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Communicating Environmental, Safety and Health Law to Small Businesses in New Zealand: The Fundamental Missing Link

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posted on 12.11.2021, 11:09 by Louisson, Michael

The majority of small New Zealand businesses do not understand their environmental, safety and health protection responsibilities. This is the finding of recent research, including that of the New Zealand Occupational Safety and Health Service (Bateman, 1999:19). The same problem was identified some 30 years ago by Lord Robens in the United Kingdom (Robens, 1972). Without a sound understanding, businesses can not properly meet their obligations to comply with environmental, safety and health statutes, such as the Dangerous Goods Regulations 1958, Resource Management Act 1991, Building Act 1991 and the Health and Safety in Employment Act 1992. There are 63 environmental and safety statutes, which have a total of 3,993 pages. It is estimated that this total is growing at about 300 pages per year. The same level of understanding is required irrespective of organisation size. Larger companies are normally able to establish policies, sections, committees, club memberships, training programmes and effective systems to meet their needs. Somehow small businesses must understand the same law, but without the majority of the tools and resources available to larger companies. Small businesses therefore need a particularly effective communications process, which appears to be beyond their scope to develop; and therefore provides a worthy research topic. The research identifies the fundamental missing link in the compliance chain, as hypothesised by Mayhew (Mayhew, 1997:44), to be communication of law, and develops a customised compliance handbook to ease understanding of the law. The handbook concept was tested with seven small businesses involving land survey, hardware retail, car repair, petrol dispensing, electroplating, fast food supply and shipping. These case studies show the handbook is an effective way to inform small New Zealand businesses of their responsibilities under environmental and safety law. The research also identifies the need for industry based 'champions' to coach small businesses to achieve the required standard.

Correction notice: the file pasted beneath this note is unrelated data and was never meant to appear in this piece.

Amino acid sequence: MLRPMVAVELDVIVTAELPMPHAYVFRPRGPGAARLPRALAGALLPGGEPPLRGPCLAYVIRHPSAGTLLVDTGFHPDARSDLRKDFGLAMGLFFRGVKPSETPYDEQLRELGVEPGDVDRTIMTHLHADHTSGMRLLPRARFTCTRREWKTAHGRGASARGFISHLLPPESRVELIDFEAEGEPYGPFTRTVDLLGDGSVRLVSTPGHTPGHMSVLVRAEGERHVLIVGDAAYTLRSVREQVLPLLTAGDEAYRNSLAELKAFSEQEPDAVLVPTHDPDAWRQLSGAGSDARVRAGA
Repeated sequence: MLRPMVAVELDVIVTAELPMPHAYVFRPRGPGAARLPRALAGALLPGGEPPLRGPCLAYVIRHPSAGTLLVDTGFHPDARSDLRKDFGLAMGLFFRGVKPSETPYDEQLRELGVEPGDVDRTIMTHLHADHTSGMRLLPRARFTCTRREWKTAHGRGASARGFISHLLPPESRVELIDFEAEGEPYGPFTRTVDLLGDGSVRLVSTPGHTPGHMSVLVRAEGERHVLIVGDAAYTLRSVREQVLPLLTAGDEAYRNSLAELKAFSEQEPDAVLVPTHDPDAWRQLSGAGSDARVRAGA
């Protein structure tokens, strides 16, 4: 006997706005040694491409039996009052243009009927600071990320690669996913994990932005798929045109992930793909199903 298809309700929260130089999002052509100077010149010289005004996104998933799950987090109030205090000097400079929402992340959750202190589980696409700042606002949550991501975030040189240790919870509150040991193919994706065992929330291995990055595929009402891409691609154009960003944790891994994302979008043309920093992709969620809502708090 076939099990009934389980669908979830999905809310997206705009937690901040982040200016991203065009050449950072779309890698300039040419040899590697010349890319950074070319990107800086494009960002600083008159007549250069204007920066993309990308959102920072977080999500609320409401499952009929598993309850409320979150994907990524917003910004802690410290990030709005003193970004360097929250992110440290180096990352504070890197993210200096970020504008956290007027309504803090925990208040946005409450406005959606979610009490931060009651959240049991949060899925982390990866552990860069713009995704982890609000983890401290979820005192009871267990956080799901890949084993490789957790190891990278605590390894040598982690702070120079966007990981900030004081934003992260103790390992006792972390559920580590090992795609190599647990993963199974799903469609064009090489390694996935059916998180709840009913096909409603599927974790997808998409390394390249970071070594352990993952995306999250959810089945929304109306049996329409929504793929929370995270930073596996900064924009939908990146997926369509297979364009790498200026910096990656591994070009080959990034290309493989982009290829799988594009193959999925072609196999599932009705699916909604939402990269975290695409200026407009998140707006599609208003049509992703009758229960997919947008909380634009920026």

Copyright Date


Date of Award



Te Herenga Waka—Victoria University of Wellington

Rights License

Author Retains Copyright

Degree Discipline

Environmental Studies

Degree Grantor

Te Herenga Waka—Victoria University of Wellington

Degree Level


Degree Name

Master of Environmental Studies

Victoria University of Wellington Item Type

Awarded Research Masters Thesis



Victoria University of Wellington School

School of Geography, Environment and Earth Sciences


Willis, Richard